The godfather of direct-to-consumer, Warby Parker, proves why storefronts aren’t dead

August 25, 2021, 2:13 PM UTC

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Direct-to-consumer companies are known for being digital first, launching their storefronts online rather than on New York’s Fifth Avenue. Perhaps unsurprisingly, their rise fueled worries over the accelerated death of commercial real estate. After all, if a company could sell directly to consumers online, why would they bother with a costly rent?

But the company that helped jumpstart the bevy of direct-to-consumer companies, a category that includes everything from selling mattresses to dog toys, is living proof why storefronts aren’t anywhere close to dead.

Warby Parker, the eyewear retailer with at-home try-ons, said in its Tuesday filing to go public that a surprising majority of its revenue came from in-store sales.

The company estimated that 65% of its net revenue in 2019 came from store locations, with the rest from online channels. While that balance flipped during the brunt of coronavirus-related lockdowns in 2020, the company says it has seen a shift “back towards pre-COVID-19 levels,” with 50% of revenue in the first half of 2021 sourced from its physical locations.

In a sign that the company believes stores will continue to be important despite predictions that the coronavirus will shift consumer preference to online channels, Warby Parker added on net 26 stores by the end of June 2021 compared to the end of 2019.

If that’s not enough, the company’s own description of how it views its physical footprint also speaks to the importance it places on in-store: “Our retail stores serve as valuable marketing vehicles for introducing new customers to our brand and driving repeat purchases.”

And Warby Parker isn’t alone in its continued expansion of storefronts: Amazon is reportedly planning to open department stores, per the Wall Street Journal, which is expected to have a smaller footprint compared to the traditional department store.

Meaning the new age of retailers might not be as different as they say from the previous generation—storefronts after all are not dead. But the war for customers might not only be in the internet, but also in the look and feel of the physical stores themselves.

That said, Warby Parker’s growth did slow in 2020 in part due to much of its demand coming from physical channels: Revenue grew just 6.3% to $393.7 million while losses fell about 2.8% to $55.9 million despite an increase in media spend to point customers to its non-physical services, like telehealth and e-commerce. That figure rebounded slightly in the first six months of the year, with revenue up 53% to $270.5 million and losses that doubled to $20.4 million.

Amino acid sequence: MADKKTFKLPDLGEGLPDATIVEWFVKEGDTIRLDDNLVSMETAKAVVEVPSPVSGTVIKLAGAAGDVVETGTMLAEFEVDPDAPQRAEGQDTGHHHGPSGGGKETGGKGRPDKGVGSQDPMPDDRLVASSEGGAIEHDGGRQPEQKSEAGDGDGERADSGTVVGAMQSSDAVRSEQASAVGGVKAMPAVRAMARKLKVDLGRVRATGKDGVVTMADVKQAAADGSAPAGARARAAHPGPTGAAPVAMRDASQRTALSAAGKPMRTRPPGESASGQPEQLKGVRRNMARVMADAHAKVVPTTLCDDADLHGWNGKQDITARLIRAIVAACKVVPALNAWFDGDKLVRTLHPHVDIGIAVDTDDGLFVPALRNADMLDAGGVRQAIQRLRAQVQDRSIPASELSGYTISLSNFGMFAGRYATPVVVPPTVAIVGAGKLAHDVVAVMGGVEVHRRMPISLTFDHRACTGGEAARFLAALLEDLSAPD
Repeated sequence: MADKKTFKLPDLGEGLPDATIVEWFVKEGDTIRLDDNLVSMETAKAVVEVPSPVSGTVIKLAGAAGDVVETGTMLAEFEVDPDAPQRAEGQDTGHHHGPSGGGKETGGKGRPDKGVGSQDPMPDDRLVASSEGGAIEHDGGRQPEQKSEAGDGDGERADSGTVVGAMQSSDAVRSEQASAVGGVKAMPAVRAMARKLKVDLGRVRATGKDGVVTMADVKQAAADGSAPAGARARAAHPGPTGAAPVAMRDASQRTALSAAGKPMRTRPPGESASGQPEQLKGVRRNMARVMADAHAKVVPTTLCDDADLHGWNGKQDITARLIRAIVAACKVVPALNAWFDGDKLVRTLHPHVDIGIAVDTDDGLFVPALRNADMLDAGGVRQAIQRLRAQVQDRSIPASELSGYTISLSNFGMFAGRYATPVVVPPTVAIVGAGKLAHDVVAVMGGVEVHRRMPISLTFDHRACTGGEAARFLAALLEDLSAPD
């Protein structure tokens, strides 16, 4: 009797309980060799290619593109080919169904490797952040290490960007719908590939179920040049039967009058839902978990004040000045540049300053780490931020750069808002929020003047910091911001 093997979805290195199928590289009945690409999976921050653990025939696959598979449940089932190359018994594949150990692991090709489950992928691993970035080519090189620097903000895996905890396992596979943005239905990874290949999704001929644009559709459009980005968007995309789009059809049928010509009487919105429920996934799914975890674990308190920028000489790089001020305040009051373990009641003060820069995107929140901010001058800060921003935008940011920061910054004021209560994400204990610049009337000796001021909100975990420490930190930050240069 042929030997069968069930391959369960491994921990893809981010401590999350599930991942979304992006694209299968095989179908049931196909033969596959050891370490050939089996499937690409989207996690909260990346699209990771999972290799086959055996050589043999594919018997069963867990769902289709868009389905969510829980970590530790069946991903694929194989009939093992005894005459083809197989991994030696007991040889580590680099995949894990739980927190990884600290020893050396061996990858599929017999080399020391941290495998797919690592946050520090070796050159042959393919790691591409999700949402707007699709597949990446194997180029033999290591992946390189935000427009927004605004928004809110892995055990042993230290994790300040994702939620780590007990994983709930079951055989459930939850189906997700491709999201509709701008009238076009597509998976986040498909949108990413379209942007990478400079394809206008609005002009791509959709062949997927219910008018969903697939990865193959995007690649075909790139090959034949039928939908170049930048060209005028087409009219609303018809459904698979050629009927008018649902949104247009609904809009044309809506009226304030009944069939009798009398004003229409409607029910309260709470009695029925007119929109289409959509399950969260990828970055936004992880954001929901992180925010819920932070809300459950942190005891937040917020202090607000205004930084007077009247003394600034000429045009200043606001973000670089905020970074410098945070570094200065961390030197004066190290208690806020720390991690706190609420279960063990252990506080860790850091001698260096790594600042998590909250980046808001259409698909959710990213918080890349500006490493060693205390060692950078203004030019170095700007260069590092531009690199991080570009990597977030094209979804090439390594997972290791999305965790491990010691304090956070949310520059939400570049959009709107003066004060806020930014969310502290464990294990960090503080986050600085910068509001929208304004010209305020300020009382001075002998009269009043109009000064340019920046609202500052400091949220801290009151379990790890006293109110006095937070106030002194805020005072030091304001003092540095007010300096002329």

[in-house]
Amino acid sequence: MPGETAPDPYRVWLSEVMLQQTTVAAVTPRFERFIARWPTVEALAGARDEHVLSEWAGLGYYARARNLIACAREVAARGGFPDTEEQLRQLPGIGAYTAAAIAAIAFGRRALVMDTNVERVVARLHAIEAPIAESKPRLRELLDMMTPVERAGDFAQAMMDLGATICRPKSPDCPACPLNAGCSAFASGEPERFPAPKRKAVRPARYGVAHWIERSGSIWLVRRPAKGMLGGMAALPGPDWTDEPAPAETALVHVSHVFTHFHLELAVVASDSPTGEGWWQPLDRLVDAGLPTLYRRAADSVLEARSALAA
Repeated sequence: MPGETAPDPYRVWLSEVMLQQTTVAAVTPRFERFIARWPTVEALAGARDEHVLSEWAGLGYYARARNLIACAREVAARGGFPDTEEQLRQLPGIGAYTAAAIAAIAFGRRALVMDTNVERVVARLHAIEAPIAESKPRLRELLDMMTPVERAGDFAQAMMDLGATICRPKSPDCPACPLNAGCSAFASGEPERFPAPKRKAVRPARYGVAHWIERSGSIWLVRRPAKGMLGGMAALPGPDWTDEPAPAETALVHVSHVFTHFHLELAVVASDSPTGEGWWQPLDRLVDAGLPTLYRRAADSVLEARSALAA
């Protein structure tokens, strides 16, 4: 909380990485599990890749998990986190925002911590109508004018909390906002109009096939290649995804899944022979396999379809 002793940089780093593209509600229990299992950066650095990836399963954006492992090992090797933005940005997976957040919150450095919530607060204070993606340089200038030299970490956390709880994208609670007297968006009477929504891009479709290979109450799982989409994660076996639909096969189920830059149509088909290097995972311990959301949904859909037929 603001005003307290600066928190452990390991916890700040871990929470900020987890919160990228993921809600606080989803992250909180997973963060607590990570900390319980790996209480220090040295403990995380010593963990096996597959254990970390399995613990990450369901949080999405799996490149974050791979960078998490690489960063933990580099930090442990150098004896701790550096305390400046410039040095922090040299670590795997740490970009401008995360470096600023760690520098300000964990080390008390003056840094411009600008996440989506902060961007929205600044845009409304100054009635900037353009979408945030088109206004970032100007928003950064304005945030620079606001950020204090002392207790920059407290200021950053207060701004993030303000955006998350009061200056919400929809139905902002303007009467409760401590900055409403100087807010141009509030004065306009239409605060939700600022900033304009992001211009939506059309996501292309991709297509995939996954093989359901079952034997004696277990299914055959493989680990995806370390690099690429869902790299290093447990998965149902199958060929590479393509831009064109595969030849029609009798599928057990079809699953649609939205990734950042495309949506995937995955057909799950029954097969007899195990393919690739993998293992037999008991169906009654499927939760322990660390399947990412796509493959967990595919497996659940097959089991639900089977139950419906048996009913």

THE GHOST OF ELIZABETH HOLMES: Blood testing startup Theranos is dead. But its founder Elizabeth Holmes remains a ooming figure for female entrepreneurs, who are finding themselves unfairly compared to the now bizarrely canonized figure, per this important story from the New York Times’ Erin Griffith. One founder, Julia Cheek of Everly Health, says that those around her even suggested she dye her hair to stop the comparisons.

ONLYFANS BLAMES THE BANKS: When OnlyFans banned explicit sexual content last week, it blamed its “banking partners and payout providers” for the decision without naming the parties involved. Much of the ire then fell on the Visas and Mastercards of the world. But Mastercard said it had no part in the decision. OnlyFans CEO Tim Stokley on Tuesday said it was the Bank of New York Mellon that drove the decision in an interview with the Financial Times. The Bank however declined to comment.

And then in an odd twist, OnlyFans said it paused the ban in a tweet: Wednesday “We have secured assurances necessary to support our diverse creator community and have suspended the planned October 1 policy change.”

Lucinda Shen

Jessica Mathews compiled the IPO and SPAC sections of this newsletter.


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